by Earl Raymond, Maine Chapter IAT/SIA

The East Branch of Maine’s Penobscot River is famous for canoeing and fishing. Many hundreds of tourists and fishermen have made the trip from Matagamon Dam down to the Penobscot’s West Branch in East Millinocket. The river is little changed since Thoreau made his journey, especially from Grand Lake to Whetstone Bridge.
Two, routed, informational signs, both in T5-R8 WELS were installed on June 4, 2011, along the IAT. The Thoreau sign at the top of a steep bank on the East Branch of the Penobscot and the Stair Falls sign about one mile north of Haskell Rock along the trail.
Thoreau’s 1857 trip is well known and much has been written about it and his Indian guide, Polis.
The location of any of Thoreau’s campsites is of interest to many people. In this case, Thoreau describes a location that can only occur for a very short distance along the East Branch. In 2005 I decided to see if it was possible to locate this campsite by putting in at Matagamon Bridge and kayaking down the river the “some 5 miles“described by Thoreau. As it turned out, it is closer to three miles to the campsite’s location.
Thoreau wrote three pages about his stop here including Polis having found ”steel traps under a log, thirty or forty “, and lots of notes on flora.
Thoreau campsite 30 July 1857: Allegash & East Branch, chapter 8, pages 29-31
The description by Thoreau of his East Branch campsite on 30 July 1857, 154 years ago, is very detailed. “Having carried over the dam….. and glided down the stream in smooth but swift water for several miles…. we stopped at the first favorable shore, where there was a narrow gravelly beach on the western side, some five miles below the outlet of the lake. It was an interesting spot, where the river began to make a great bend to the east, and the last of the peculiar moose-faced Nerlumskeechticook mountains not far southwest of Grand Lake rose dark in the northwest a short distance behind …. but we could not see this without coming out upon the shore. “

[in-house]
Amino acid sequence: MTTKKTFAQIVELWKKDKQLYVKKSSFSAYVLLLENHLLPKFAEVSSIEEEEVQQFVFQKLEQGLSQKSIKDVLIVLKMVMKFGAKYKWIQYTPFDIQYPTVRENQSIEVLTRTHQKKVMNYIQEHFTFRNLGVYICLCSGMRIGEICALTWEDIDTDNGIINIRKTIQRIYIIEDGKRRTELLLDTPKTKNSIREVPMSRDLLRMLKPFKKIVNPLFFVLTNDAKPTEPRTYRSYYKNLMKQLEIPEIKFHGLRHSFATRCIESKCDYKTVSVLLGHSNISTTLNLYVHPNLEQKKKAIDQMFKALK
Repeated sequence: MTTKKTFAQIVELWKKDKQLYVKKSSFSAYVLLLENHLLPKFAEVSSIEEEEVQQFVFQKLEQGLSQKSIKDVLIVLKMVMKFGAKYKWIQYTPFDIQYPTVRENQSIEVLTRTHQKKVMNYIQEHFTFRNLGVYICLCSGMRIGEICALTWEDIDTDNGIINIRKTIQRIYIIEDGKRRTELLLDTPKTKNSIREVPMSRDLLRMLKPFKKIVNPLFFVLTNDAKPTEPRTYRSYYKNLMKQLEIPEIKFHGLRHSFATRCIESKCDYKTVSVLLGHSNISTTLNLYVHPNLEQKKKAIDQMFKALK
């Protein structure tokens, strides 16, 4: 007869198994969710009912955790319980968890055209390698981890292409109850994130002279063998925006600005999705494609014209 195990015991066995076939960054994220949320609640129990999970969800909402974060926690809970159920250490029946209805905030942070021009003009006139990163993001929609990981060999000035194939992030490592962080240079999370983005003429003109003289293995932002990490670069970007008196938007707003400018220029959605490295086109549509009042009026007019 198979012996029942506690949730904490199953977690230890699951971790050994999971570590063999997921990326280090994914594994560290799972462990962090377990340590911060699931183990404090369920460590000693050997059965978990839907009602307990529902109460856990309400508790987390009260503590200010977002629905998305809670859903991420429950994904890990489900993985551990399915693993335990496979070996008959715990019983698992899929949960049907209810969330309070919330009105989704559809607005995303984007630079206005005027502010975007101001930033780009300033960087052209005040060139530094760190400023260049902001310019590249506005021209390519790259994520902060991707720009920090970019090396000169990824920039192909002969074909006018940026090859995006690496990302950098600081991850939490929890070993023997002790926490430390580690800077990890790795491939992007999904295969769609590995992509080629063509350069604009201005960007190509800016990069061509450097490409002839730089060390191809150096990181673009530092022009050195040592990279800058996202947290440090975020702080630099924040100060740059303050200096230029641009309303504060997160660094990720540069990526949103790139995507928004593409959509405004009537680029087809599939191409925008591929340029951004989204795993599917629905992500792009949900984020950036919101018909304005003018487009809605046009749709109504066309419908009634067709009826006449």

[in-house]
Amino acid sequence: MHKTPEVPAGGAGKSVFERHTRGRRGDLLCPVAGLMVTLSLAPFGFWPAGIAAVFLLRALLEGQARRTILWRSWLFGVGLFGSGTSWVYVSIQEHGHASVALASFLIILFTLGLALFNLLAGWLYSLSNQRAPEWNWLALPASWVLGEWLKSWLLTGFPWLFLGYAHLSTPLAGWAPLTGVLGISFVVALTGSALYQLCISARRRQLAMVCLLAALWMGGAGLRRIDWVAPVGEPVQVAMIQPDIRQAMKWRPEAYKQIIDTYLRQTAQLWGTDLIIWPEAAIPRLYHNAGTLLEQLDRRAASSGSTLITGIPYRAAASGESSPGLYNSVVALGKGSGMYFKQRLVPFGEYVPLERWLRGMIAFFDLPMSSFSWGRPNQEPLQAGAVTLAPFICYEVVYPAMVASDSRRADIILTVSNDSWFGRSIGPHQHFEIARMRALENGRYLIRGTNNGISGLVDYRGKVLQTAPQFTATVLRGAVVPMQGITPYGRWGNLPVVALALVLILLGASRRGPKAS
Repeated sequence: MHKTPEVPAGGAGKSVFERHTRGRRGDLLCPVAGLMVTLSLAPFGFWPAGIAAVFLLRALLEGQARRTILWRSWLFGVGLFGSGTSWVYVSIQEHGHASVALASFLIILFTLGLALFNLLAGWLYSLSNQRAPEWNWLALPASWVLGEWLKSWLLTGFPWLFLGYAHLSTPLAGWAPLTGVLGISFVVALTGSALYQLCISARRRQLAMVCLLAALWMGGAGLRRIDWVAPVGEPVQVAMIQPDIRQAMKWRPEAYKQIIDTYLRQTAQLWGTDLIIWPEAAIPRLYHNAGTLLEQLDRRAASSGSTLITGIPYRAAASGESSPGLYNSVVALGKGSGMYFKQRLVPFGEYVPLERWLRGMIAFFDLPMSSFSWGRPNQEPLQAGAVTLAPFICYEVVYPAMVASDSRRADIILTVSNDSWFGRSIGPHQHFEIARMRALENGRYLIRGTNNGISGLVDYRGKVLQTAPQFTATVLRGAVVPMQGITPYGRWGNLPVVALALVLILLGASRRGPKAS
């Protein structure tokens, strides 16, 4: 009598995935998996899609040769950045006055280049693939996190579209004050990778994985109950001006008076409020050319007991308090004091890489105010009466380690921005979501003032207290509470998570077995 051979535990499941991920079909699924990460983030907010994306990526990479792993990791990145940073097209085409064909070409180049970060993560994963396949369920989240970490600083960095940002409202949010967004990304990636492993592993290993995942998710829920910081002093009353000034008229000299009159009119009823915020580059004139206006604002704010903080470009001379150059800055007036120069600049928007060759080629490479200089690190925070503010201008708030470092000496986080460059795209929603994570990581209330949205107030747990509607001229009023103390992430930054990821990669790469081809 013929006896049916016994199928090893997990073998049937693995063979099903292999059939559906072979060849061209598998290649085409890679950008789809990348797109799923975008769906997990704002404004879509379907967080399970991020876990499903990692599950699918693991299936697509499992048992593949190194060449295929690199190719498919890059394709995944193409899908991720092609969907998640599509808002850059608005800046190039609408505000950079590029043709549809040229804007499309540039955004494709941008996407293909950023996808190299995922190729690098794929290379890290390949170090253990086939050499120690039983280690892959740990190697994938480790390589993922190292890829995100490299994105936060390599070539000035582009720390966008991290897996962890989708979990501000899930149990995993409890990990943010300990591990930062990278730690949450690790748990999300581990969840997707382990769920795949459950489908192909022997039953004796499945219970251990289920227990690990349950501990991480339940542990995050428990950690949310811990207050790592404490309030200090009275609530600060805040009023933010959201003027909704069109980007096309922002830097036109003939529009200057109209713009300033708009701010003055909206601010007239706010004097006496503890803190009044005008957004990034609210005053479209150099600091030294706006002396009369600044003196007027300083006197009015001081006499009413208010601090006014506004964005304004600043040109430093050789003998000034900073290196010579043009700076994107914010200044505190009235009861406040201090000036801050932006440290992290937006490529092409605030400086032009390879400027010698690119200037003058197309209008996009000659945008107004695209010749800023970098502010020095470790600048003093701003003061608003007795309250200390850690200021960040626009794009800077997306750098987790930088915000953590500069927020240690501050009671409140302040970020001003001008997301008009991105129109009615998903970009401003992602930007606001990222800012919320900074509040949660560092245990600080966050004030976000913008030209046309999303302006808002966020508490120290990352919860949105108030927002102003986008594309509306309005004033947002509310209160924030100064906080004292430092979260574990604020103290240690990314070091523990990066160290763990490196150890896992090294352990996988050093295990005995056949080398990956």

There is only one short area on the East Branch where this condition exists; it is at the beginning of what is now shown on maps as the “Oxbow”. The mountains can easily be seen from the river south of this area, although going downstream it requires turning around and facing up the river to confirm this.
These mountains are Billfish and Horse. Billfish is closer and very prominent; Horse is lower but shows a steeper face from both the land and the river. Billfish can be seen for a long way when coming up the river, around the bend of the Oxbow, because the view is looking up the channel in a northwesterly direction. Horse appears lower and to the east because it is farther away.
There is a stream coming in from the west, just up the river, that limits the area of the campsite because of the “bank four or five feet high”.
The woods (interminable forest) that Thoreau mentions are not here now. There was a camp in the vicinity that has been removed, and there is a” bank four or five feet high.” There is also a gravel road along the river at this point. Billfish can be seen from the location of the sign.
Thoreau called this Checkerberry-tea Camp because the Indian, Polis, made some pretty good tea from the Checkerberry (Gaultheria procumbens) by dropping a little bunch of it tied up with cedar bark into the kettle.